3rd May 2023 – (Hong Kong) The Hong Kong government has released a proposal to reform the district council system, which includes significant changes to the way in which district councils are formed and their functions. The aim is to re-establish them as non-political local organisations that work solely for the betterment of the community, while also reflecting the government’s administrative leadership and “patriotic governance of Hong Kong” political bottom line, in line with government policies. This move will involve the re-districting of local areas, the reintroduction of appointed council seats, and the creation of district committees, similar to the “election committee” of the Legislative Council, which will represent specialised fields, public opinion, and social stability, thereby enhancing the level of local governance. This is a necessary step towards restoring order and direction to the district council system.

The Hong Kong government has cited the need to strengthen the district governance structure to enhance the efficacy of district governance. The proposals on improving governance at the district level are guided by three principles: (1) national security must be put as the topmost priority, and the “one country, two systems” principle must be fully and faithfully implemented; (2) the principle of “patriots administering Hong Kong” must be fully implemented; and (3) executive-led governance must be manifested.

The district council system was established in 1982. Since then, it has undergone several reforms, with the number of appointed council seats gradually decreasing. However, its role has always been to provide advice to the government on matters related to the daily lives of citizens, and it has served as a non-political local advisory organisation, as stipulated in Article 97 of the Basic Law.

In recent years, district councils have gradually deviated from their roles and functions, becoming increasingly politicised. Election and operational irregularities have also increased, causing them to stray from their original purpose of serving the community and becoming platforms for individuals with other motives to misuse the system and attack the government’s policies. This has made it difficult for patriotic and pro-Hong Kong individuals who wish to serve their communities to play an active role. In 2019, district councils were “seized” by black-clad rioters who promoted political issues such as “Hong Kong independence,” indiscriminately vetoing district events and funding, causing serious harm to social development and citizen well-being.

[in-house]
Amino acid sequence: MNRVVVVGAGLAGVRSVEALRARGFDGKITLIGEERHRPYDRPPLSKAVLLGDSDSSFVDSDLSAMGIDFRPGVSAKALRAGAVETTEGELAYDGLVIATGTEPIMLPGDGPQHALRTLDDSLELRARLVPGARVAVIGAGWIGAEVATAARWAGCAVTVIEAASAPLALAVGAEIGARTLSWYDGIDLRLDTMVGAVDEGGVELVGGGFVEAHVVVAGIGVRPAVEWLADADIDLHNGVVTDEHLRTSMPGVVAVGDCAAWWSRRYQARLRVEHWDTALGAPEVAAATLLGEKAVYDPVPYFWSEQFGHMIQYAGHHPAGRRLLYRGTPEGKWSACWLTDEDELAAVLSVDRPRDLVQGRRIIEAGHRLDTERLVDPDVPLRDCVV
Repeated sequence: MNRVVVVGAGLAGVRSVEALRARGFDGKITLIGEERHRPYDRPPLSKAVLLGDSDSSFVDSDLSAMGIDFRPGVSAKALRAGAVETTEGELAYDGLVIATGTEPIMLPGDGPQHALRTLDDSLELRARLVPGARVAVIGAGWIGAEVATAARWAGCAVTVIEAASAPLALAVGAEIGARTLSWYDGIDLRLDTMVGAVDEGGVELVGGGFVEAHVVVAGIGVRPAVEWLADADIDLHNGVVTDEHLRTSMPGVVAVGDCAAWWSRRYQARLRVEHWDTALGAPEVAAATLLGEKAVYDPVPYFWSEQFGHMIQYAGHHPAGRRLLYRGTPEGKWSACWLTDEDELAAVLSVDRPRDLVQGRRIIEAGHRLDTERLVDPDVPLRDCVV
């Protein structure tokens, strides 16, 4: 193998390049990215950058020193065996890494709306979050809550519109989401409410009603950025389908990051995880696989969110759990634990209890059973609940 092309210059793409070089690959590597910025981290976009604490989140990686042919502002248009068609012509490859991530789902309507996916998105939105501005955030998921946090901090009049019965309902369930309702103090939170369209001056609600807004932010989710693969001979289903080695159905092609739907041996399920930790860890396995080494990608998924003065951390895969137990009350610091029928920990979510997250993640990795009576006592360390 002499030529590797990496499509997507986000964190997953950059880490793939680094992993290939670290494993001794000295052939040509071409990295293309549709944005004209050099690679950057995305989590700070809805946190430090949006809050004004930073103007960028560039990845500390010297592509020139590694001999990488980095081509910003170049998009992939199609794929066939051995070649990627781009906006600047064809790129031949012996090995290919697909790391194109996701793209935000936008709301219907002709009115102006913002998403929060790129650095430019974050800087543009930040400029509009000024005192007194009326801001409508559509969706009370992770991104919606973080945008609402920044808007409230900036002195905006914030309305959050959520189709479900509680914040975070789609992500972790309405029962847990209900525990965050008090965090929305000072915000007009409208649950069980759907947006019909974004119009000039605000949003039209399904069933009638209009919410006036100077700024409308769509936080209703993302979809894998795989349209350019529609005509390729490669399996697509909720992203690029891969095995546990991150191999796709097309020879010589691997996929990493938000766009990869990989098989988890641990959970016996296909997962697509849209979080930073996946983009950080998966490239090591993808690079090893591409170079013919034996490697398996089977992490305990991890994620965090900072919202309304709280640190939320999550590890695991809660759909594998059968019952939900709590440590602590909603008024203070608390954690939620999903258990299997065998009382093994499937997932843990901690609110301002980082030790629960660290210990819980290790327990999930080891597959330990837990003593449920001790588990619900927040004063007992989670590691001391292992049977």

It is no secret that the introduction of a monitoring system for district councillors and the reintroduction of appointed council seats are aimed at ensuring the “patriotic governance of Hong Kong” and the government’s administrative leadership. Past experience has also shown that appointed council seats provide more objective and professional opinions on issues that require a high level of expertise, such as technical projects or large-scale projects related to the welfare of most Hong Kong citizens, thus helping to avoid inappropriate planning. Combining directly elected seats with regional mutual election seats can better balance professional and public opinions, be more grounded, and ensure smooth communication channels.

Hong Kong is currently at a critical period of development, with many regional construction and development projects underway, including the Northern Metropolis, “Lantau Tomorrow Vision,” and the revitalisation of old areas and urban reconstruction. This reform of the district council system will not only strengthen its local advisory and community service functions, dispelling unrealistic illusions of individuals with other motives, but also help the government to better understand the key concerns of local residents, improve the quality of construction, assist in policy implementation, and maintain the long-term stability of “one country, two systems.” This is crucial to enhancing the overall level of governance in various regions and even in Hong Kong as a whole.